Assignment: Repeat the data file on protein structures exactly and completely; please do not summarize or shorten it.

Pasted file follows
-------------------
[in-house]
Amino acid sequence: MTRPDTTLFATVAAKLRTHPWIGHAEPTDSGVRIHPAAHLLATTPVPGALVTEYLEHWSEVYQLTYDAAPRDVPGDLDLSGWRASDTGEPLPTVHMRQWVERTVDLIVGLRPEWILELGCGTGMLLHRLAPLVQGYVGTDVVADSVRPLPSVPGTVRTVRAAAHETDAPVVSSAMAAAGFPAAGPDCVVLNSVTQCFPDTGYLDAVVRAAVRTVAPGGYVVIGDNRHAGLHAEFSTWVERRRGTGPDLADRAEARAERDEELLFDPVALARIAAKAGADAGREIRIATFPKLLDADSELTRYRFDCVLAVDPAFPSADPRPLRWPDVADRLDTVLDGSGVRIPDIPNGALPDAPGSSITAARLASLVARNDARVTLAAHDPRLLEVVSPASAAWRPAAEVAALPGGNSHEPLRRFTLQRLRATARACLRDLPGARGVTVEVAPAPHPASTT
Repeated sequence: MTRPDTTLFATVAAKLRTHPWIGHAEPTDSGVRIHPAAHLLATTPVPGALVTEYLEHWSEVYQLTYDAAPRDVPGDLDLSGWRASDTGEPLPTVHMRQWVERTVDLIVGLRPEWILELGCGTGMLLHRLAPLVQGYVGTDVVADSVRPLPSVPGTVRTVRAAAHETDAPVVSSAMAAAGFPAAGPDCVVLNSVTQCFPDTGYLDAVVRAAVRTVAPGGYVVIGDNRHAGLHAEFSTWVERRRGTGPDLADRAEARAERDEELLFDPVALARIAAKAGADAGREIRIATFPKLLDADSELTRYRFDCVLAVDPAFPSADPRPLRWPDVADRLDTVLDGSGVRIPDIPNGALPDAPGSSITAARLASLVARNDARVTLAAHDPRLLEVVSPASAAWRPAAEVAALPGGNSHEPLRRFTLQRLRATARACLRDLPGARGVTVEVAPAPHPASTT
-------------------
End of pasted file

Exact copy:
[in-house]
Amino acid sequence: MTRPDTTLFATVAAKLRTHPWIGHAEPTDSGVRIHPAAHLLATTPVPGALVTEYLEHWSEVYQLTYDAAPRDVPGDLDLSGWRASDTGEPLPTVHMRQWVERTVDLIVGLRPEWILELGCGTGMLLHRLAPLVQGYVGTDVVADSVRPLPSVPGTVRTVRAAAHETDAPVVSSAMAAAGFPAAGPDCVVLNSVTQCFPDTGYLDAVVRAAVRTVAPGGYVVIGDNRHAGLHAEFSTWVERRRGTGPDLADRAEARAERDEELLFDPVALARIAAKAGADAGREIRIATFPKLLDADSELTRYRFDCVLAVDPAFPSADPRPLRWPDVADRLDTVLDGSGVRIPDIPNGALPDAPGSSITAARLASLVARNDARVTLAAHDPRLLEVVSPASAAWRPAAEVAALPGGNSHEPLRRFTLQRLRATARACLRDLPGARGVTVEVAPAPHPASTT
Repeated sequence: MTRPDTTLFATVAAKLRTHPWIGHAEPTDSGVRIHPAAHLLATTPVPGALVTEYLEHWSEVYQLTYDAAPRDVPGDLDLSGWRASDTGEPLPTVHMRQWVERTVDLIVGLRPEWILELGCGTGMLLHRLAPLVQGYVGTDVVADSVRPLPSVPGTVRTVRAAAHETDAPVVSSAMAAAGFPAAGPDCVVLNSVTQCFPDTGYLDAVVRAAVRTVAPGGYVVIGDNRHAGLHAEFSTWVERRRGTGPDLADRAEARAERDEELLFDPVALARIAAKAGADAGREIRIATFPKLLDADSELTRYRFDCVLAVDPAFPSADPRPLRWPDVADRLDTVLDGSGVRIPDIPNGALPDAPGSSITAARLASLVARNDARVTLAAHDPRLLEVVSPASAAWRPAAEVAALPGGNSHEPLRRFTLQRLRATARACLRDLPGARGVTVEVAPAPHPASTT